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Table 5. Results of haplotype-based quantitative trait-association analysis between TAS-20 scores and six SNP markers in the OXTR gene.

https://doi.org/10.1371/journal.pone.0143168.t005

Discussion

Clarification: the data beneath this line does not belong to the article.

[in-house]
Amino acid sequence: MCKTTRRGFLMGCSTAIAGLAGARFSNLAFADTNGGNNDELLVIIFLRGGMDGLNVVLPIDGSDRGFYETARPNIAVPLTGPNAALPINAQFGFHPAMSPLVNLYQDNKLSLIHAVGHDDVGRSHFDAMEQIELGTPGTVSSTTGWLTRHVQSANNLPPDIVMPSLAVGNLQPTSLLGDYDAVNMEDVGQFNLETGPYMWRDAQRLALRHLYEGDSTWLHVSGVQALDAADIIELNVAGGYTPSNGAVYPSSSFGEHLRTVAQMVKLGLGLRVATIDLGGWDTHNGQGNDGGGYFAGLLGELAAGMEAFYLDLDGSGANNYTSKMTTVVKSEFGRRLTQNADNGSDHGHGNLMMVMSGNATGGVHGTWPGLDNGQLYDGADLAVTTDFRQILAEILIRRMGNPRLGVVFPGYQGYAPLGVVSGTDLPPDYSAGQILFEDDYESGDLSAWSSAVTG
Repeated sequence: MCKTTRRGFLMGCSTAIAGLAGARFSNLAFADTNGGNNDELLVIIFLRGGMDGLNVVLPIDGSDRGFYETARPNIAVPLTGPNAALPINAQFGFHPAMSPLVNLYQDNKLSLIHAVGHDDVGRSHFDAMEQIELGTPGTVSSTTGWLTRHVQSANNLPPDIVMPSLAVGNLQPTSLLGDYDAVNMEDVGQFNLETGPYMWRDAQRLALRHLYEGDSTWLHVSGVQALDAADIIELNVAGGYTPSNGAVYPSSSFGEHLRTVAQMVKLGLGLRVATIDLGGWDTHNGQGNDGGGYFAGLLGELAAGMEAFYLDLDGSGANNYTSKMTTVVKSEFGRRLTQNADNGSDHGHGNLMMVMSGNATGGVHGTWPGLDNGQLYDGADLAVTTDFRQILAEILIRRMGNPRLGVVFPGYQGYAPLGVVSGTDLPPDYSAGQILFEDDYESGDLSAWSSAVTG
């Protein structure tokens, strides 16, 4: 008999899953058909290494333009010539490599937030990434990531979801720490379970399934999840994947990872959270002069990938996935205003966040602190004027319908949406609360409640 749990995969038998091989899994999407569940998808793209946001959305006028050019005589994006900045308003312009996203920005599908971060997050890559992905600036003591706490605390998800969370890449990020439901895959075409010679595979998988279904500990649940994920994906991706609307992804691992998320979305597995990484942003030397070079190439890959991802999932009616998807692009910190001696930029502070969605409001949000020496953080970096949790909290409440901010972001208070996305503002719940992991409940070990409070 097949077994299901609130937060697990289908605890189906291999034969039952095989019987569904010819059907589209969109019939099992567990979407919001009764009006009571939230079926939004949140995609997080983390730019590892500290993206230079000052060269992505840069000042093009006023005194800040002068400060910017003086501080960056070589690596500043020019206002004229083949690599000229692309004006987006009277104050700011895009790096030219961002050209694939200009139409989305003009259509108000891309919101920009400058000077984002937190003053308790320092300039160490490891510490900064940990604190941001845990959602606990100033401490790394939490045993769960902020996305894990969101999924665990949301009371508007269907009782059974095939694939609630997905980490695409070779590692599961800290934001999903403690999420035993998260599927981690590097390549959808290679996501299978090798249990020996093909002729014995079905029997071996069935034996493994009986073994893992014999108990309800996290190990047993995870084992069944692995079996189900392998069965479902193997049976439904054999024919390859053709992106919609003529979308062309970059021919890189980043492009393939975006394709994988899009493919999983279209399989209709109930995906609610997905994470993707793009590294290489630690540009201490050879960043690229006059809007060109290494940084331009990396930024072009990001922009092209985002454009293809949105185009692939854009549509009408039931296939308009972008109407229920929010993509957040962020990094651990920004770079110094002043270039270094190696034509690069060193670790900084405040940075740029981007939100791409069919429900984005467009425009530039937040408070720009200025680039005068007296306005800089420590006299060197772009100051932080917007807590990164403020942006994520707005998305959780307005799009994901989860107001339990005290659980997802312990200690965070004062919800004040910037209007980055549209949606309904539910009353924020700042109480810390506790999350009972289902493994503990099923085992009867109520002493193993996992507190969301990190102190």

Initially, we hypothesized that OXTR variants might account for the individual differences of alexithymic traits seen in OCD patients. However, contrary to our initial hypothesis, there were no differences of alexithymic traits according to alleles or genotypes of eight SNPs within OXTR. Haplotype analyses also did not show any association between various haplotypes of OXTR and alexithymia. Alexithymic individuals show impaired emotional experience, deficits of emotional interpretation and emotional face recognition, and lack of empathy [44] and are associated with various psychiatric conditions including autistic disorders and psychopathy [45, 46]. Although there have been no reports which directly investigated the influence of OXTR genetic variants on alexithymic traits, there are a number of studies of the association between OXTR polymorphisms and those various alexithymia-related traits (e.g., empathy, emotional facial recognition, and so forth) and psychiatric disorders (e.g., autism spectrum disorders, psychopathy, and so forth).